varies from a half diameter to a quarter of an inch; and
with a raised cue the allowance may have to be doubled. The
only thing is to try all these varieties until you get used to and
sure of them.

The Straight Kiss Cannon

132.—”In Roberts’s book I read that the dead straight kiss
cannon when the white is behind the red on the spot and the
player is in hand is really difficult to miss and does not deserve
the applause that its successful accomplishment generally evokes.
But it seems to me that a dead-straight aim is just the way to
spoil the stroke. What is your opinion?”

If for “dead straight
aim” you substituted “dead-full contact” we should
agree with you, but have you ever made this dead-full contact.

It is the practical impossibility—or the extreme improbability—of
the dead-full contact at such a distance that makes the stroke,
when properly played, come off. When it is missed it is a hundred
times more likely to be attributable to very bad, than to
dead-full, aim.

Quick or Careful Play

133.—”At the championship match between Inman and Reece,
which I went to see, the players frequently took several most
careful aims at quite simple shots, and a friend who was with me
said that if he himself did not play quickly he could not play at
all. Which method is correct?”

It is a question of the circumstances
and of the players. All good players take care, although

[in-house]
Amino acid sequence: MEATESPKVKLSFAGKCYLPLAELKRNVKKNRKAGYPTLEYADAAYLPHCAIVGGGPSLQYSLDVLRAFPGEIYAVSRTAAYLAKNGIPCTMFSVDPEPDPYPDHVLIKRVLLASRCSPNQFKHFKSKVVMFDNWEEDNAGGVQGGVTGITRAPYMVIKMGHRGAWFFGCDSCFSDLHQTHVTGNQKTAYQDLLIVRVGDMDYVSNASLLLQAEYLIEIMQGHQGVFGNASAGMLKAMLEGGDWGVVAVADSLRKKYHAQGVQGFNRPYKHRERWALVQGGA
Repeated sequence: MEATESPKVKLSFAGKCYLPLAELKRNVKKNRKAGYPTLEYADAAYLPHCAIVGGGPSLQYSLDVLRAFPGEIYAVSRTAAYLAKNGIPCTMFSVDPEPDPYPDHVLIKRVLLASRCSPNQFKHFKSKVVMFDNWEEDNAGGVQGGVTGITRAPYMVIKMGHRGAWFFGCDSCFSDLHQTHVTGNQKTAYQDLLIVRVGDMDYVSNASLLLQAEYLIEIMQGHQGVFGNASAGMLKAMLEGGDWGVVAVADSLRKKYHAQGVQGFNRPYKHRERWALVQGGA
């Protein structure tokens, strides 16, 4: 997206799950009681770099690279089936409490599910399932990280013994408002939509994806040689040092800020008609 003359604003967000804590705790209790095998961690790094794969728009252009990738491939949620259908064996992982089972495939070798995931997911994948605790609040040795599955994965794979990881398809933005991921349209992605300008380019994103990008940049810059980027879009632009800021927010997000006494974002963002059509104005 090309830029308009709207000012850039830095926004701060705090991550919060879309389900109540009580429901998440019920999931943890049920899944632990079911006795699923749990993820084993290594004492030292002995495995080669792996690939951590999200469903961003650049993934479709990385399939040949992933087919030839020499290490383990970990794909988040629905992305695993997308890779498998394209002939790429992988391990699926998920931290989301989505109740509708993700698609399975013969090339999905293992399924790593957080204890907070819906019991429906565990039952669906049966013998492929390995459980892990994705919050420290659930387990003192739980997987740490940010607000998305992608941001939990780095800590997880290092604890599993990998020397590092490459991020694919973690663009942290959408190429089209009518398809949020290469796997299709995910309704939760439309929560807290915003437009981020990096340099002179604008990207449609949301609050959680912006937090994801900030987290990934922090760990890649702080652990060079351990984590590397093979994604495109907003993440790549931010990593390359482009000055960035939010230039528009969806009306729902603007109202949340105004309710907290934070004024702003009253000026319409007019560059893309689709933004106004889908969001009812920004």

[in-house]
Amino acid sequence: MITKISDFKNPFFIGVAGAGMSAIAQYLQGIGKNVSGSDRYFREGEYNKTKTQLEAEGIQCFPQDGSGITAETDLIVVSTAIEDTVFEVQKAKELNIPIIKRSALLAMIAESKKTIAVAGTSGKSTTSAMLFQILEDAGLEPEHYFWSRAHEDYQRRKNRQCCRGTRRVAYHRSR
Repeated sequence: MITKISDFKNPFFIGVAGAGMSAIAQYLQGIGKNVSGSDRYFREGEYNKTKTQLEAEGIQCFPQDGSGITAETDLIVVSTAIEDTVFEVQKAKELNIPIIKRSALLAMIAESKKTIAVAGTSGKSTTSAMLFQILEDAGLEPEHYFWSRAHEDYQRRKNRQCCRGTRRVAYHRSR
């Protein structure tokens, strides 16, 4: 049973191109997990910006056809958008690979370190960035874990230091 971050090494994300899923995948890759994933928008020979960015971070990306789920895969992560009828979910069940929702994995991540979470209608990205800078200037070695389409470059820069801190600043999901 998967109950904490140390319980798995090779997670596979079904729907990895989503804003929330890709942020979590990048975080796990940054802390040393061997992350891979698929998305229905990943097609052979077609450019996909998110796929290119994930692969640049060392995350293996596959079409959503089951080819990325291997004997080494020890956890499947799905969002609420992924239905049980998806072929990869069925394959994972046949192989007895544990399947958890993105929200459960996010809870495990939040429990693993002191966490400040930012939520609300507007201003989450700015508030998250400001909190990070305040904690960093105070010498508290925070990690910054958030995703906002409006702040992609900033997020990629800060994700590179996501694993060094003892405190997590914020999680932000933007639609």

they may not seem to do so. They possess the art that conceals
art. In a stern match, such as the championship, neither player
knows what a single misjudged stroke may produce against him.

Perhaps a 500 or 600 break! Then, again, he may be feeling a
little anxious or perturbed and he knows that a few conscious
lapses will make him feel worse still and perhaps put him off
his game for the session. Under circumstances such as we have
described the only safe principle is never to let the cue go against
the cue ball until all necessary attention to the sure aim has been
paid. We noticed what you refer to ourselves, and especially in
the play of Inman, who seemed, from the state of the score-board
at the time, to need it less than Reece. But he was religiously
adhering to the time-worn and quite useful billiard maxim:
“When you hold the lead keep it?”

Potting the White

134.—”Cannot some steps be taken to bring home to the
minds of amateur billiard players, as a body, the absurdity of
not potting the white when it is to their advantage (apart from
the immediate score of two) to do so? What do you recommend?”

The white is potted more now than formerly, and
we believe the prejudice against the practice is slowly breaking
down. The best plan is for the player who holds the correct
view to request his opponent to put him down when that becomes
the obvious play. An understanding will thereby be effected in
a perfectly natural manner, and the idea will spread. Those who
resent being put down do not realize that they are thereby given
the latitude of the entire D to play from, and if their opponent,
instead of giving a single or double baulk, goes for the red he
he is as likely as not—unless a very good player—to leave a good
game on. The white should always be potted when this leads to
a further score or to safety, provided that an equal score or
safety appears less possible without it.